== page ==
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China's Energy Economy: Technical Change, Factor Demand and Interfactor/Interfuel Substitution

  • Hengyun Ma

    ()

    (University of Canterbury)

  • Les Oxley

    ()

    (University of Canterbury)

  • John Gibson

    ()

    (Motu Economic and Public Policy Research and The University of Waikato)

  • Bongguen Kim

    ()

    (The University of Waikato)

With its rapid economic growth, China's primary energy consumption has exceeded domestic energy production since 1994, leading to a substantial expansion in energy imports, particularly of oil. China's energy demand has an increasingly significant impact on global energy markets. In this paper Allen partial elasticities of factor and energy substitution, and price elasticities of energy demand, are calculated for China using a two-stage translog cost function approach. The results suggest that energy is substitutable with both capital and labour. Coal is significantly substitutable with electricity and complementary with diesel while gasoline and electricity are substitutable with diesel. China's energy intensity is increasing during the study period (1995-2004) and the major driver appears to be due to the increased use of energy intensive technology.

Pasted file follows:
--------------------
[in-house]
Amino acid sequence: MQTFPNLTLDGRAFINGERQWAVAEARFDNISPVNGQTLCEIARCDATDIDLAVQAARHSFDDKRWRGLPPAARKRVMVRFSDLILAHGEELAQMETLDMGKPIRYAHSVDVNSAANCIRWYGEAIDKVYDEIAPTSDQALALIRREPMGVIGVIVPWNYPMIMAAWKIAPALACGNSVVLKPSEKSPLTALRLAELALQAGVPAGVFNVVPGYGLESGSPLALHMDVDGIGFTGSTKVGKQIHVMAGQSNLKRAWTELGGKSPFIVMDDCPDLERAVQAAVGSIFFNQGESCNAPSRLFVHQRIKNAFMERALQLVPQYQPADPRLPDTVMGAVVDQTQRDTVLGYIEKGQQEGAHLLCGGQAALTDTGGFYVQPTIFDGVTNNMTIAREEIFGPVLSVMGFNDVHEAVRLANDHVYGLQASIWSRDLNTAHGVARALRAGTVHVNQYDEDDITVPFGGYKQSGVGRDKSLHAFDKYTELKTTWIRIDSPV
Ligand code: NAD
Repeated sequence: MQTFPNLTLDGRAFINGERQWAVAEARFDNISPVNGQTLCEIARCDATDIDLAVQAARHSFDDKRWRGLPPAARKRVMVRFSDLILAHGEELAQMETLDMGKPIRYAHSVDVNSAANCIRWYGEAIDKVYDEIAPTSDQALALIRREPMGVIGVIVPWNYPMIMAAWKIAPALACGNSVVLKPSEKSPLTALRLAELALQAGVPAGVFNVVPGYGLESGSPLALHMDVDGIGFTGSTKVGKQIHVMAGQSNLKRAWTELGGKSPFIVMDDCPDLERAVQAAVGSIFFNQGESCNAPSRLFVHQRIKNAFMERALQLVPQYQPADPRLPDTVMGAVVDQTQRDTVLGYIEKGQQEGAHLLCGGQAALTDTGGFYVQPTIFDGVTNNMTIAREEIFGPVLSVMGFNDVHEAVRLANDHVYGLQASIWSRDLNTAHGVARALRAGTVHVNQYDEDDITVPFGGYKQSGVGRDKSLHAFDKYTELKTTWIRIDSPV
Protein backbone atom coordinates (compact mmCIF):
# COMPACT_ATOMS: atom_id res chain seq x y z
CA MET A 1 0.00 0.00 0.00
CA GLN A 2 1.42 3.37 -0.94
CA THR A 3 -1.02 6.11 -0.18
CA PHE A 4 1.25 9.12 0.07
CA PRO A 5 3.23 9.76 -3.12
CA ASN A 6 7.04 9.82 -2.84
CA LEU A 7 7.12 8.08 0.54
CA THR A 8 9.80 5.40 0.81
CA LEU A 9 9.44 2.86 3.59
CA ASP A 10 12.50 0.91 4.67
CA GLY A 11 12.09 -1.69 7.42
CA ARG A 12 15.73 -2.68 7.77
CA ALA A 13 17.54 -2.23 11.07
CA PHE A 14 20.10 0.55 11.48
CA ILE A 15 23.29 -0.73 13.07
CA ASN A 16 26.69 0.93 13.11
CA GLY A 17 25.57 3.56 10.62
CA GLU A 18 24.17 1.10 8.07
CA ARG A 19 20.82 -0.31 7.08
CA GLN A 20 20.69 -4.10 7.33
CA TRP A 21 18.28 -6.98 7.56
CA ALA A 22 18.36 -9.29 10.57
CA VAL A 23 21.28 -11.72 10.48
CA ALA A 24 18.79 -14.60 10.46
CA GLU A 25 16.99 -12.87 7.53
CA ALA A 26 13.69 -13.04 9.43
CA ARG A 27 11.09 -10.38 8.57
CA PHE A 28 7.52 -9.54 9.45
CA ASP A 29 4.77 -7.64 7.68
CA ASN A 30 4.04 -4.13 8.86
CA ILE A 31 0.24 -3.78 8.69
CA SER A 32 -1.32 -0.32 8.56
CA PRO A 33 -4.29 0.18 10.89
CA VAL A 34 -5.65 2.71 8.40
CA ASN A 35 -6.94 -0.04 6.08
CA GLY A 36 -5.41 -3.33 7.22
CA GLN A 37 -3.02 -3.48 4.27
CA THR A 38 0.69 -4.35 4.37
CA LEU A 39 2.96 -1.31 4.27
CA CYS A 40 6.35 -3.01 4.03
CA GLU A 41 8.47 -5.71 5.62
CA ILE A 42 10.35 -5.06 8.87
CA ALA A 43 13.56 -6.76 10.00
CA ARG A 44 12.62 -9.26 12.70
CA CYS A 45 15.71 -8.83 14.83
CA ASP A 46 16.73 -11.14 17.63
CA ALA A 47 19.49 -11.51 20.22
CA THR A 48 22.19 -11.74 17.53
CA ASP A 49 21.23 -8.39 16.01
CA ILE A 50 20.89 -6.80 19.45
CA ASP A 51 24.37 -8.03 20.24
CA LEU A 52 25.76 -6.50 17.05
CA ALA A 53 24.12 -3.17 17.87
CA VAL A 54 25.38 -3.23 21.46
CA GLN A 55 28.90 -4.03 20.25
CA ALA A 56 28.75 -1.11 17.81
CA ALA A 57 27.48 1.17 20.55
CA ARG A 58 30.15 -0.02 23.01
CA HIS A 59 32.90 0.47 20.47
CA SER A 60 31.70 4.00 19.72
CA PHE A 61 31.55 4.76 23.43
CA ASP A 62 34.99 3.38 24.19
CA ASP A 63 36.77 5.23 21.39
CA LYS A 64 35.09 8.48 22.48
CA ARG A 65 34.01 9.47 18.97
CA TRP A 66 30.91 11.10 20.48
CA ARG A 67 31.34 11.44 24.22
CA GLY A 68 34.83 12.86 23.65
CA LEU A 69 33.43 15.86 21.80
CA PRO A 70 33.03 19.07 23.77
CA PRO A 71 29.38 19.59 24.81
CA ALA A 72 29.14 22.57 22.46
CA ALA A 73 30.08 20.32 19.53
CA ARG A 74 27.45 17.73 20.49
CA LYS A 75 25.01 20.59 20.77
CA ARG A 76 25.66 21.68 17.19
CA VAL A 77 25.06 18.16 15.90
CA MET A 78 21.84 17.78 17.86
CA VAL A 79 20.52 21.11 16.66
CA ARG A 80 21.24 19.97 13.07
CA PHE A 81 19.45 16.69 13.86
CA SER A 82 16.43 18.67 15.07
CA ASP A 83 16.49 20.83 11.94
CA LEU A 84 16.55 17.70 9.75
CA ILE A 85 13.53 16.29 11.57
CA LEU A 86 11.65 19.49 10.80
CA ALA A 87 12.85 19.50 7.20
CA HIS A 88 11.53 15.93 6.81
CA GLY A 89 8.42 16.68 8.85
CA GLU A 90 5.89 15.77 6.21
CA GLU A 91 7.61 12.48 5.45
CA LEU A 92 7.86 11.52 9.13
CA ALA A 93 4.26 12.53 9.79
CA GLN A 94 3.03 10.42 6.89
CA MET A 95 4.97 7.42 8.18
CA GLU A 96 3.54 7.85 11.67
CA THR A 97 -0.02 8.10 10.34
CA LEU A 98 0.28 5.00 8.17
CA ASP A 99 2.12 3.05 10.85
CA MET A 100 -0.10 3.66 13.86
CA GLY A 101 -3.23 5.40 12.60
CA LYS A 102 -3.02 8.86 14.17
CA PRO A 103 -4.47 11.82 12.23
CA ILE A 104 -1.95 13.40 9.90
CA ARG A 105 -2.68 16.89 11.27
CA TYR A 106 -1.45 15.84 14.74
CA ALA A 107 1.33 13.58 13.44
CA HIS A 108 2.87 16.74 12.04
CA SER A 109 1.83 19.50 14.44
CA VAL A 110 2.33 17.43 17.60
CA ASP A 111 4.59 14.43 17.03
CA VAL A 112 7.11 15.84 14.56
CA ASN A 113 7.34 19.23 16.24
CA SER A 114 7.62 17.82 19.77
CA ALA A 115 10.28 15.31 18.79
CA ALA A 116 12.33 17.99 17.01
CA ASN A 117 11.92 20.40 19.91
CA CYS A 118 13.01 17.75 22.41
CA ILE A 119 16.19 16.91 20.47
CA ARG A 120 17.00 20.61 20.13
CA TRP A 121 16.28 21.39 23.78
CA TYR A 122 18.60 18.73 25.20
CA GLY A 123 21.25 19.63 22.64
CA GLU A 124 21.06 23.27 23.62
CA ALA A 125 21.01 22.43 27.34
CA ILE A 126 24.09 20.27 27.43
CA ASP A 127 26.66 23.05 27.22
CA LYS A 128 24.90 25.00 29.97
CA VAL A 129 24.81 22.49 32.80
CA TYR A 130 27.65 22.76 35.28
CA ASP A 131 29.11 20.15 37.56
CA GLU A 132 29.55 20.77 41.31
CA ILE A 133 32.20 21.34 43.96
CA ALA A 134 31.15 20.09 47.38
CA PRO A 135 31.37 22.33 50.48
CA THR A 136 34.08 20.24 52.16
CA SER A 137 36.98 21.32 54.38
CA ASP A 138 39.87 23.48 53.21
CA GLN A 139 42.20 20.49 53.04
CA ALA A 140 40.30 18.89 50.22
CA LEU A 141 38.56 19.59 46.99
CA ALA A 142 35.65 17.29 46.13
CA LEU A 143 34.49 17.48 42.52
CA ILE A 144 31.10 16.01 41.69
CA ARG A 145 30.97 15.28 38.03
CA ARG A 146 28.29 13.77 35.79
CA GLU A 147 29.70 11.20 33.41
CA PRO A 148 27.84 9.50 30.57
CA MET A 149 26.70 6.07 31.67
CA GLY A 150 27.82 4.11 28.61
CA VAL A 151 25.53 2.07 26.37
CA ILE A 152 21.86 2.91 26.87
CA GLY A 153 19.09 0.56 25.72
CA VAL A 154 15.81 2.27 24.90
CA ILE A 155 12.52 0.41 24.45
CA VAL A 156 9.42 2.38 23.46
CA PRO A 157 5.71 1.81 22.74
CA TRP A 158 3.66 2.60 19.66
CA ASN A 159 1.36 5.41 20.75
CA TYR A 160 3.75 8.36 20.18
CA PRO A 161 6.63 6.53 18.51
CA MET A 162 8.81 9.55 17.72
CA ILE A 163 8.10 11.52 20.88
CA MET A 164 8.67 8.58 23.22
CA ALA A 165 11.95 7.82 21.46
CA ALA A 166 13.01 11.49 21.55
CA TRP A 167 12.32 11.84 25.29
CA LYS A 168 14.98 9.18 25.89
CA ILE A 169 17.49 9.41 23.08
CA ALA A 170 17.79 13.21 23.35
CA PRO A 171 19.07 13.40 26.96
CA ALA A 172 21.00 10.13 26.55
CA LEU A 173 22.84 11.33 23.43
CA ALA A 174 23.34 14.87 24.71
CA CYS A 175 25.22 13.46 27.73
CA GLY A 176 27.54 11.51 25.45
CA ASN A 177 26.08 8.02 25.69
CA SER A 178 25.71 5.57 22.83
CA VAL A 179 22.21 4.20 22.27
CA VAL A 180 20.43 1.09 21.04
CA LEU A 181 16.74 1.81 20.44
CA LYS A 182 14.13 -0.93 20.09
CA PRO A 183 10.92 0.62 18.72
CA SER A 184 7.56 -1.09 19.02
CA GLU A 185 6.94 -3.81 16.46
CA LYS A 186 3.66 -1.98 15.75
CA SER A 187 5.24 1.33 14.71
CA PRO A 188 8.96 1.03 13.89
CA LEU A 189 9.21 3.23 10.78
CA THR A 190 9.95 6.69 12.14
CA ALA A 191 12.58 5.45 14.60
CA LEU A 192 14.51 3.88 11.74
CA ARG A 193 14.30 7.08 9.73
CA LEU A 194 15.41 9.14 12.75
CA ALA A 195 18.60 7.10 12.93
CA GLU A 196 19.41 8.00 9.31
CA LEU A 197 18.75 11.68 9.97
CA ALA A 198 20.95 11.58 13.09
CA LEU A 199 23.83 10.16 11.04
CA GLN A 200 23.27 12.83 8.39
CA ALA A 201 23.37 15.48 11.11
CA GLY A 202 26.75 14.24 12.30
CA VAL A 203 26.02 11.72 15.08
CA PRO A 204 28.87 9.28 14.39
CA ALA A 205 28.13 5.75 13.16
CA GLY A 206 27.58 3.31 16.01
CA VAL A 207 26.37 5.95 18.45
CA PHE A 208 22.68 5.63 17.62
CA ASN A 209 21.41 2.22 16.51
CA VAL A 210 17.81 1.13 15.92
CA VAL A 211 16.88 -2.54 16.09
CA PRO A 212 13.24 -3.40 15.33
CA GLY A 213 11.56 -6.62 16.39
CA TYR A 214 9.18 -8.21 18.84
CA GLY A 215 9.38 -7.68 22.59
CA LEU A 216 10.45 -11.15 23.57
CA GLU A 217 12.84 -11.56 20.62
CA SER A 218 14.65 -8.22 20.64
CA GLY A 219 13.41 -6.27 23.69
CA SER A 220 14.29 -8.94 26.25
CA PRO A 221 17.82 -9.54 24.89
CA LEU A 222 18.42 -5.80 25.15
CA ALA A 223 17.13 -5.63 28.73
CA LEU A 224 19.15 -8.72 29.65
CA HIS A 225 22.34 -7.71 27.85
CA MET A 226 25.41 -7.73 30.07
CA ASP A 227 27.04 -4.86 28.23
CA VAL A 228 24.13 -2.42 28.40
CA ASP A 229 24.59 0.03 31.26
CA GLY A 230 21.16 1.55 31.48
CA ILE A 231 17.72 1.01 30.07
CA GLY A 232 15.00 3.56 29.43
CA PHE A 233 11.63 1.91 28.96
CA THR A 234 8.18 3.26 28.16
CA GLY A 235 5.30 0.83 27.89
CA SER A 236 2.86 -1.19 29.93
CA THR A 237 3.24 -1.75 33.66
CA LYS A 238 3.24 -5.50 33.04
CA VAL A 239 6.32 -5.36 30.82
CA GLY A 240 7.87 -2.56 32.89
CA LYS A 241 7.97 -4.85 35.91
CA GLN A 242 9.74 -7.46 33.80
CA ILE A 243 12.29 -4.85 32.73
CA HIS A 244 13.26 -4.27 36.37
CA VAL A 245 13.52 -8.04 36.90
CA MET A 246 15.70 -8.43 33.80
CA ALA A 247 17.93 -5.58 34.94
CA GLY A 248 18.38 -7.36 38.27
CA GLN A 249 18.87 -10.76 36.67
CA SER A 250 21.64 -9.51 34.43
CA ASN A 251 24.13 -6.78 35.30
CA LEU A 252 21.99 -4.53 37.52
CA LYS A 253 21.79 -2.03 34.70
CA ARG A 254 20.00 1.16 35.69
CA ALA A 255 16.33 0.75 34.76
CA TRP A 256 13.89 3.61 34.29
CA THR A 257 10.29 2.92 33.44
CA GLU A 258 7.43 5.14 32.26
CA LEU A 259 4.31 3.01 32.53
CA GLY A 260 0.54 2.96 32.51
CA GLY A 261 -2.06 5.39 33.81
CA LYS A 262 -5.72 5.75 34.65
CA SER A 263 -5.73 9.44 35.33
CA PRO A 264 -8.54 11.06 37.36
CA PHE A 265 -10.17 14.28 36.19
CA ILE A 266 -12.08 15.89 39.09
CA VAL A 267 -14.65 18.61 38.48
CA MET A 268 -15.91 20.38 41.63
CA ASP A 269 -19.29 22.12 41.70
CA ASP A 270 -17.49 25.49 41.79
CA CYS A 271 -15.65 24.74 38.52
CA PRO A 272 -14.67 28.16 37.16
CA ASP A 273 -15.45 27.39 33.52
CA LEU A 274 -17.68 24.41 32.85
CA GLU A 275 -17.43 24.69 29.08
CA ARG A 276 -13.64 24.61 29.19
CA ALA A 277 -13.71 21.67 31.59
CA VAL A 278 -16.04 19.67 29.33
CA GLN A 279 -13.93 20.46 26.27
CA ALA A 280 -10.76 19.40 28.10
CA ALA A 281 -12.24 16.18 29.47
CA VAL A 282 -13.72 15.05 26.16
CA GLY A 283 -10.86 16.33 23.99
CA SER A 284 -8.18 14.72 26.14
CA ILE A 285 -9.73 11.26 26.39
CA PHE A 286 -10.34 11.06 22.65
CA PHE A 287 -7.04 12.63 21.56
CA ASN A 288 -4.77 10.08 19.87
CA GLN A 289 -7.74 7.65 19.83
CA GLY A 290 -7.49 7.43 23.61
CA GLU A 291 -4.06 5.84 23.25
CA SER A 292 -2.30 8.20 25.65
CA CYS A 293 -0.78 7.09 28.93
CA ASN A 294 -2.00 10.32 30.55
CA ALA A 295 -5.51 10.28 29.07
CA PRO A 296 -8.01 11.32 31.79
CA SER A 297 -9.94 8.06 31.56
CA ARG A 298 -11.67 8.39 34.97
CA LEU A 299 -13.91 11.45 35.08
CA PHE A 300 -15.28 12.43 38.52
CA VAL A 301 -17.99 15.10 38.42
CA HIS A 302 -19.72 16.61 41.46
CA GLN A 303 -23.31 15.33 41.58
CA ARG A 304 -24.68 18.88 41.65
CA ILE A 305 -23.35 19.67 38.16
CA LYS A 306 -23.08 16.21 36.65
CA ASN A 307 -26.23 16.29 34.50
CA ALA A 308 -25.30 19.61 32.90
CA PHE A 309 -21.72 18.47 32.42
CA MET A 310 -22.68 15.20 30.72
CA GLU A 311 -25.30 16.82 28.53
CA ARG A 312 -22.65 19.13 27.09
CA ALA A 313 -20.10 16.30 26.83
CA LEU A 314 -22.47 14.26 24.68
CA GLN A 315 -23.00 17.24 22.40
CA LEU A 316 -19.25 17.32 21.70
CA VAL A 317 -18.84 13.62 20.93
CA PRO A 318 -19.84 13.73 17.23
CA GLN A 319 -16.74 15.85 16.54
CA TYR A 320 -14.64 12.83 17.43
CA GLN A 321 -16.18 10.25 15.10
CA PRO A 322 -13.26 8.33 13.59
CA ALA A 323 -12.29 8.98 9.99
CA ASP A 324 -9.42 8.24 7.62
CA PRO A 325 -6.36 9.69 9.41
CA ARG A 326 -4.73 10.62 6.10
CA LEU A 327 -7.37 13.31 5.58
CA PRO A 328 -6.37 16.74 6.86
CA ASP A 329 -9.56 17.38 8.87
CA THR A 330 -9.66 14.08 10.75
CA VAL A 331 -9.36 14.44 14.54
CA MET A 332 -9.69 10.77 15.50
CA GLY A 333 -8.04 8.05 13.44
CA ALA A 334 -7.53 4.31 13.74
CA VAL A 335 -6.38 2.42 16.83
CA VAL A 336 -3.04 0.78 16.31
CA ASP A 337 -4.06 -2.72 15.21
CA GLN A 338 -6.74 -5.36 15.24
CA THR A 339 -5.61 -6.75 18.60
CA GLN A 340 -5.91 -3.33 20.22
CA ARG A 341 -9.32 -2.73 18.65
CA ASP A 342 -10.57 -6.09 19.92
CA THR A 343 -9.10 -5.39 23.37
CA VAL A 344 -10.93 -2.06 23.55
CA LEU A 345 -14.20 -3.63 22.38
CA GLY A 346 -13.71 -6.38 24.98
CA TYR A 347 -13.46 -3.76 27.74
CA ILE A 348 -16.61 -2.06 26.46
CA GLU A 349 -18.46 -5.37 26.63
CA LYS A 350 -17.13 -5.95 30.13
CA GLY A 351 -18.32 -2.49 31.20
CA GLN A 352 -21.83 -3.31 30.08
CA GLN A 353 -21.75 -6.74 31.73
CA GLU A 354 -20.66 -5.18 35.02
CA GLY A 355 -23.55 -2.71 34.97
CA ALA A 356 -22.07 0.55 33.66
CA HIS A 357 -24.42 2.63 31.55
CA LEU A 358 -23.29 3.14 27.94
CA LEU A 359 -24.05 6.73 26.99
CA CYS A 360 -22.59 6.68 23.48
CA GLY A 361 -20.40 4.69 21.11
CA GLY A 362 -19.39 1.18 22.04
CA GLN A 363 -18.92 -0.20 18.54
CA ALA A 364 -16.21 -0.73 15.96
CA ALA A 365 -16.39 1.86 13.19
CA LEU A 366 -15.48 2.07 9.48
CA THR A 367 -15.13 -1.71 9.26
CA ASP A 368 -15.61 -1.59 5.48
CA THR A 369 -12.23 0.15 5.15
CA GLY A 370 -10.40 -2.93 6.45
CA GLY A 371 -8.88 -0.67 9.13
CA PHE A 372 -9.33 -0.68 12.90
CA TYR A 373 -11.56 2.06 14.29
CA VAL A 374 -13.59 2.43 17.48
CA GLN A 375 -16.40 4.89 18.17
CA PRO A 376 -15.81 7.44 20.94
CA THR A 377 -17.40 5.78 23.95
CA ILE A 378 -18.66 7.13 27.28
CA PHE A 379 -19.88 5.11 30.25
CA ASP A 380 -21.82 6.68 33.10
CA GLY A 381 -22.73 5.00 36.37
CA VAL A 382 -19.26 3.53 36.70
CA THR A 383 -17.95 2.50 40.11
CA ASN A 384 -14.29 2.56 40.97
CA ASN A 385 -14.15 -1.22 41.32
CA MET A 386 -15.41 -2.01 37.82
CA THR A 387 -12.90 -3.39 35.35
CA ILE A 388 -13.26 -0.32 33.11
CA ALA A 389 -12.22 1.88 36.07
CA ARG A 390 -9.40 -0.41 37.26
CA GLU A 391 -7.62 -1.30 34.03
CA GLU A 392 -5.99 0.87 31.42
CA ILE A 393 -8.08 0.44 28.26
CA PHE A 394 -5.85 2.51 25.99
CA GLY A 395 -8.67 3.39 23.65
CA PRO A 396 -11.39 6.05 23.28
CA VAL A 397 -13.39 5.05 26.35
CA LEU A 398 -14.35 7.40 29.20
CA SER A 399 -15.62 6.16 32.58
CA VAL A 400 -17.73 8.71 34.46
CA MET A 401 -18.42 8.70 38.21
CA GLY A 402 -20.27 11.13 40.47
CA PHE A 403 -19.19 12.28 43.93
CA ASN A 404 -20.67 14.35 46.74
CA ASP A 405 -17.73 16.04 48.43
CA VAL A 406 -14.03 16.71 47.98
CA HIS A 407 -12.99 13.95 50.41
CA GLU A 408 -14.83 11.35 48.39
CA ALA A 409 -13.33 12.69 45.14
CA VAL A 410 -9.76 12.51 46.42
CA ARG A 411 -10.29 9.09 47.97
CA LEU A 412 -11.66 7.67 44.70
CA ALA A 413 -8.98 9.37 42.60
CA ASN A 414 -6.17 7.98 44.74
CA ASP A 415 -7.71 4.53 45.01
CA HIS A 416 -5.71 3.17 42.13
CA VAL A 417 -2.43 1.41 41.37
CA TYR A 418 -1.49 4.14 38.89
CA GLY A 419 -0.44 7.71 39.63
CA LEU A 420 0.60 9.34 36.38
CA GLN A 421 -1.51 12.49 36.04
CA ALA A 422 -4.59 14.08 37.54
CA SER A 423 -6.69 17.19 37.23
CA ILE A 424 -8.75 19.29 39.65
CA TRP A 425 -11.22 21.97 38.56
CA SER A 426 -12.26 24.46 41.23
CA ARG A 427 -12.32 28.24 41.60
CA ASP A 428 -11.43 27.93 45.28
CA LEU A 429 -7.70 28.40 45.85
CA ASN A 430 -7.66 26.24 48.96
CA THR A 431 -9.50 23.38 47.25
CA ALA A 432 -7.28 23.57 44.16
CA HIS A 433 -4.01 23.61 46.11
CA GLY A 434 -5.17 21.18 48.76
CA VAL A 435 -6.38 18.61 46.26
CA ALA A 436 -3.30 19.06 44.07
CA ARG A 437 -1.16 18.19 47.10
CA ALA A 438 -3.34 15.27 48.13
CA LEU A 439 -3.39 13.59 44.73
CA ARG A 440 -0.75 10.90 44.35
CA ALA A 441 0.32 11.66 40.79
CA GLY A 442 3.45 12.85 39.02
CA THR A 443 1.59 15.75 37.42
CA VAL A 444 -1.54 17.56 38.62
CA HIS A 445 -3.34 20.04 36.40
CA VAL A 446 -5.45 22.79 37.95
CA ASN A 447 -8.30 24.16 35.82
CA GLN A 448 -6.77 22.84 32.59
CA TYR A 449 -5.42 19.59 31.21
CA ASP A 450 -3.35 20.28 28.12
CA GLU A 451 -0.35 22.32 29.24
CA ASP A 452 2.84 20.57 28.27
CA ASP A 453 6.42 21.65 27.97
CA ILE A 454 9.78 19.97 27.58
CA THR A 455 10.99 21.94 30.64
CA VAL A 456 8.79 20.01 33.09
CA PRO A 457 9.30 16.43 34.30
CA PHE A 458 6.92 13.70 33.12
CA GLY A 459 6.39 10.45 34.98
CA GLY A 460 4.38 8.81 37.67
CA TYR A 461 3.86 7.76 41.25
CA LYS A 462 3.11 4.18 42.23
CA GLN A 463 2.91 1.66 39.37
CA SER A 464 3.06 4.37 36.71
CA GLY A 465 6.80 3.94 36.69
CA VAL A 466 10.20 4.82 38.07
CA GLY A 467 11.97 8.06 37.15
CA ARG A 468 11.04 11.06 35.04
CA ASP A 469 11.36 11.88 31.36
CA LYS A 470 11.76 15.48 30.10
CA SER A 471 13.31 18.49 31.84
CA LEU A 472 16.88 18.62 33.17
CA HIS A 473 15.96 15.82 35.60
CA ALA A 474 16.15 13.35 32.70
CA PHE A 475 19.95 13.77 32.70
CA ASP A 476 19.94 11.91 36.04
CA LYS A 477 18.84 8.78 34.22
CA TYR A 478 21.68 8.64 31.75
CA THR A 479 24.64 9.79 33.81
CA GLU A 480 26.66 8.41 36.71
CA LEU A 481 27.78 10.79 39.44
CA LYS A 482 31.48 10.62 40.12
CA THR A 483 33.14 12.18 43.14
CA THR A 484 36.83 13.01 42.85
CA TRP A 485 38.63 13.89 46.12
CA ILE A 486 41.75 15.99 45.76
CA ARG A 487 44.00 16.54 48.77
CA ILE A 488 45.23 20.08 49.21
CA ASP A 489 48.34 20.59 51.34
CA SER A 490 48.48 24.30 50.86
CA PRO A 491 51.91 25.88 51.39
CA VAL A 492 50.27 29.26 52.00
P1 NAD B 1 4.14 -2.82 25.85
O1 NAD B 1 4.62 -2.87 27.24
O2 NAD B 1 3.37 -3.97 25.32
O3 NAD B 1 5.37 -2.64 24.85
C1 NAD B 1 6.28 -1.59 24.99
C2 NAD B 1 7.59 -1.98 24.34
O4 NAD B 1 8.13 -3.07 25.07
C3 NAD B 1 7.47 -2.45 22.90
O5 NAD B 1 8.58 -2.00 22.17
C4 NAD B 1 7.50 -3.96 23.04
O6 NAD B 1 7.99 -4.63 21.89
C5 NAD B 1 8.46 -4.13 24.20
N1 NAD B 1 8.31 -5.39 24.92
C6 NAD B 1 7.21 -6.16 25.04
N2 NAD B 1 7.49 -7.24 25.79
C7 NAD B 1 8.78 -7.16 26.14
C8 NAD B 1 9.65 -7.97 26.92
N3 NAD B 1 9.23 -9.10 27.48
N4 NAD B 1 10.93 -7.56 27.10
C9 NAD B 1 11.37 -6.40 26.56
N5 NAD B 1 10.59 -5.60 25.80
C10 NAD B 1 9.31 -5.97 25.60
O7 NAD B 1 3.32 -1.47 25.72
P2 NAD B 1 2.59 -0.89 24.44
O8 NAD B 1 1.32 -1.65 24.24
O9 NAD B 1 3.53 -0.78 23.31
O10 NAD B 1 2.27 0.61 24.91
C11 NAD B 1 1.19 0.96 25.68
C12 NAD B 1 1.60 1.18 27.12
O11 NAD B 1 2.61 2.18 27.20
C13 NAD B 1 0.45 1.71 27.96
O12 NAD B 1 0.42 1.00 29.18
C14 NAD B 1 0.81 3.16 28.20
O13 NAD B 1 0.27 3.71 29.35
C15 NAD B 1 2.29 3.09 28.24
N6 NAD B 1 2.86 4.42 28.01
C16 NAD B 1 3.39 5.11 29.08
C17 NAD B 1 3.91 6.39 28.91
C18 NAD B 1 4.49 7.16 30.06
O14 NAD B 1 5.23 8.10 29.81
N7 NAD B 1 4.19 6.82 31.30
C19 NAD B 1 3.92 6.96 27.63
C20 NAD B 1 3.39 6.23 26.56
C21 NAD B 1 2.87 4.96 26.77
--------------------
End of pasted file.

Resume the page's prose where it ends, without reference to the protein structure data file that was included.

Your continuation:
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Paper provided by Motu Economic and Public Policy Research in its series Working Papers with number 09_02.

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Length: 29 pages
Date of creation: Feb 2009
Date of revision:
Handle: RePEc:mtu:wpaper:09_02
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